The other day, I asked my wife, “If the version of me today ran into the version of me 10 years ago on the street, would the version of me 10 years ago like the version of me today?
My wife said, “Yes, because you became the big brother you always wanted back then but didn’t have?”
When I was younger, I used to be a heavy programmer. No joke. I made video games in Basic A or Pascal and then converted them to Assembly Language on old computers my parents got from work. These games were rudimentary, on par with Space Invaders or Pong (pre-internet, pre-html and Flash animation) but amusing no less. I would take the bus home from school with a long print out of computer code in my hand. After eating dinner, I would stay up late studying “for –next “ loops and “if…then” conditional statements and Boolean logic, fixing some “bug” or analyzing a snippet of code not rendering graphical animation like my Nintendo games did. For a hot second, one could have confused me for an extra in the movie, “Revenge of the Nerds.”
At the time, Steve Jobs had left Apple and was releasing his latest concoction called NEXT, which was supposed to revolutionize the computer world yet again. The famous Steve Jobs, who had brought the first PC to the market with the inimitable multicolored Apple logo. I didn’t know much else about the computer world (like the software revolution that Microsoft was waging) but I did know the long haired, jean wearing Steve Jobs and I knew I wanted to be like him; the magician and futurist able to make people fall in love with a mouse and a small screen.
I don’t know what it was about him. Maybe it was the fact that he wore a black turtle neck all the time, which made him the “blackest white man” I ever saw in business and technology in Silicon Valley. And so I could relate to him, even look up to him as a big brother.
Then his next big act, NeXT, hit the market…and it flopped. It was not a mainstream success like Apple II. And most of the 90s Steve Jobs was written off and relegated to the background of Bill Gates’ dominance with Microsoft. Ironically, as I got older my interests began to partition and other passions took over, far from computers and the world of tech. In a way, I had no big brother to emulate in that world and so that world became less relevant and I got into other things.
For example, the version of my 10 years ago was greatly into film, music, and poetry. If I told the version of myself 10 years ago that in ten years he would be getting an MBA and pursuing a career in technology and marketing. The version of me ten years ago would have been like “What are you on, are you crazy?”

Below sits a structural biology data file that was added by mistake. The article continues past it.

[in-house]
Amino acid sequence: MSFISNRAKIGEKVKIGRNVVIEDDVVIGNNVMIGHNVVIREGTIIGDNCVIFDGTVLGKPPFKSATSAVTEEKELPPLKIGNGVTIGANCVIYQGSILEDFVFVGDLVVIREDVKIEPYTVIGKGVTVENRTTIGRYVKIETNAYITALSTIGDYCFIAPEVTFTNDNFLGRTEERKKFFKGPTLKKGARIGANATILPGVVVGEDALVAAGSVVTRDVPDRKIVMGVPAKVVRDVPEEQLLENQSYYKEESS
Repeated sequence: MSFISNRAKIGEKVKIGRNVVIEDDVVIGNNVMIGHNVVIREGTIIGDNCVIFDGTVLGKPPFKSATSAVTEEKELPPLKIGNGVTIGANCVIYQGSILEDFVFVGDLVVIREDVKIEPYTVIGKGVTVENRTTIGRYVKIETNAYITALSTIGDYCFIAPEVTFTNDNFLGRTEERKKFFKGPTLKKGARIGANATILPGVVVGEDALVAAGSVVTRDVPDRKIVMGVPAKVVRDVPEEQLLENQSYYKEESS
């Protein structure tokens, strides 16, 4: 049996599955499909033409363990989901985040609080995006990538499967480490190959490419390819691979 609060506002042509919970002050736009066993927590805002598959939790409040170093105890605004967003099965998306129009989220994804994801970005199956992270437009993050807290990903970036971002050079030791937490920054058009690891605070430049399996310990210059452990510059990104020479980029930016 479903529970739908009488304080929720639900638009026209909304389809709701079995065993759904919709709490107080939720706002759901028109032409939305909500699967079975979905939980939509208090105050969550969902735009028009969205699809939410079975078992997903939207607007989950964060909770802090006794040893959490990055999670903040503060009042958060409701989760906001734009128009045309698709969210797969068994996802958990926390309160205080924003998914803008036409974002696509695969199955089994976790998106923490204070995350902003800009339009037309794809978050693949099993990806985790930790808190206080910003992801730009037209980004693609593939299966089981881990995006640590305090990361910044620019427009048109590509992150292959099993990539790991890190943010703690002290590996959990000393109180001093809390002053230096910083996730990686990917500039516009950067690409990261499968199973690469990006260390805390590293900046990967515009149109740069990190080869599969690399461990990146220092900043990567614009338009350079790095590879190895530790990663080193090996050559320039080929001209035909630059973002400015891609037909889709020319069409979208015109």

This brings me to my main point about Steve:
A month ago I was trying to engage this smart college kid(with an engineering background) in a conversation about bridging the digital divide in inner-city communities by getting Fortune 500 companies to invest technology and entrepreneurship resources in these communities. And this kid looked at me baffled. He asked me, “Why would Fortune 500 companies invest in inner-city kids when these kids have not demonstrated any history of ability for success in technology, engineering, entrepreneurship and Silicon Valley? “
Fair point… but then I thought about Steve Job’s personal background — He was born out of wedlock. He was given up by his parents. He dropped out of college after one year and when he was in college he took an art class. AND he did not have an engineering background like this kid. In fact Steve Job’s background is more similar to these inner-city kids than this college kid. Yet Steve Jobs changed the world, flipped the business rules for consumer products, and took Apple from the brink of bankruptcy to the richest, most innovative company in the world in 2010.
Most people like to remind talented people not to forget them if they “make it.” But the reverse holds true. People should not forget talented people if they don’t “make it.” There is talent in under-served communities that don’t “make it.”
In honoring Steve Jobs, I would like to honor the times he was not as successful during his NeXT years, because it was that time when he was like a big brother to me. His ability to rise again from the ashes with Ipod, Iphone, and Ipad remind me still that anything is possible and that I am not as crazy as that college kid made me feel. I hope that in my journey to aid non-traditional path-makers with my personal story –Street Poet to MBA– I can continue to be the inspiration to others that Steve was for me…
Staying hungry, staying foolish